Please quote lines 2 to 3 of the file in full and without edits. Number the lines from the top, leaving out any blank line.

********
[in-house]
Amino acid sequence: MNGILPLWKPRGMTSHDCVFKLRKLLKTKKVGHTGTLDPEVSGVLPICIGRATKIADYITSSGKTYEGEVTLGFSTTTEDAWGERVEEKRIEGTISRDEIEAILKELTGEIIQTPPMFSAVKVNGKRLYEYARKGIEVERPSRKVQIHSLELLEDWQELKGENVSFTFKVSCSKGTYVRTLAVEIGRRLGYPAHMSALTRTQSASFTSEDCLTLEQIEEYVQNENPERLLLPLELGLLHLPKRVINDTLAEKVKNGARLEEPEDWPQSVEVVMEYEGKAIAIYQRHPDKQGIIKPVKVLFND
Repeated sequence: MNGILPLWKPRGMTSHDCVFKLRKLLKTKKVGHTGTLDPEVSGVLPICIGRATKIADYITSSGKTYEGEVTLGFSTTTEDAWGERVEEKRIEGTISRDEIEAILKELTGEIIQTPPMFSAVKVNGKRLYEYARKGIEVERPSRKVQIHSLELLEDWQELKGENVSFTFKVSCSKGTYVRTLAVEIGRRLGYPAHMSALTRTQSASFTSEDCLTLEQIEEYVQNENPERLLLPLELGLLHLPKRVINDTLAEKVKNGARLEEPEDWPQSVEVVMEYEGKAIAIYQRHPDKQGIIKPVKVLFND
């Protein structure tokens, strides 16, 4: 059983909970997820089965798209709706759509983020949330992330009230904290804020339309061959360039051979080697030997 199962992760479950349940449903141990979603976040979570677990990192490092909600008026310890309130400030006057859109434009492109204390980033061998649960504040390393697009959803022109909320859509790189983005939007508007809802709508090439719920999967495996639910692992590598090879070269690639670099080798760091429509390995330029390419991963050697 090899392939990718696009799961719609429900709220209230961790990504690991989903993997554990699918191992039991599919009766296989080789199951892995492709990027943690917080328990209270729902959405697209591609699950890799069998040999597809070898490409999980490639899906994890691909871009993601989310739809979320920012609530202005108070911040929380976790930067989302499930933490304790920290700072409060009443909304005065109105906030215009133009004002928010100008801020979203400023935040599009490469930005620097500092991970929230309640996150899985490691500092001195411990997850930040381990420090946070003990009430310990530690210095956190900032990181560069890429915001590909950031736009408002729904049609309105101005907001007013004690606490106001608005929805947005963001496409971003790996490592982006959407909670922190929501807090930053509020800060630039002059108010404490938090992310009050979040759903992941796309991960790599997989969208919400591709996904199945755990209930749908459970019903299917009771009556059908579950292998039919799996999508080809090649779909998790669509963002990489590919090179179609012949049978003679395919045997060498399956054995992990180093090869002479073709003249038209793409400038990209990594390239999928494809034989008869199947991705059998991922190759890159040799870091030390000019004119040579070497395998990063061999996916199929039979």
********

Amino acid sequence: MNGILPLWKPRGMTSHDCVFKLRKLLKTKKVGHTGTLDPEVSGVLPICIGRATKIADYITSSGKTYEGEVTLGFSTTTEDAWGERVEEKRIEGTISRDEIEAILKELTGEIIQTPPMFSAVKVNGKRLYEYARKGIEVERPSRKVQIHSLELLEDWQELKGENVSFTFKVSCSKGTYVRTLAVEIGRRLGYPAHMSALTRTQSASFTSEDCLTLEQIEEYVQNENPERLLLPLELGLLHLPKRVINDTLAEKVKNGARLEEPEDWPQSVEVVMEYEGKAIAIYQRHPDKQGIIKPVKVLFND
Repeated sequence: MNGILPLWKPRGMTSHDCVFKLRKLLKTKKVGHTGTLDPEVSGVLPICIGRATKIADYITSSGKTYEGEVTLGFSTTTEDAWGERVEEKRIEGTISRDEIEAILKELTGEIIQTPPMFSAVKVNGKRLYEYARKGIEVERPSRKVQIHSLELLEDWQELKGENVSFTFKVSCSKGTYVRTLAVEIGRRLGYPAHMSALTRTQSASFTSEDCLTLEQIEEYVQNENPERLLLPLELGLLHLPKRVINDTLAEKVKNGARLEEPEDWPQSVEVVMEYEGKAIAIYQRHPDKQGIIKPVKVLFND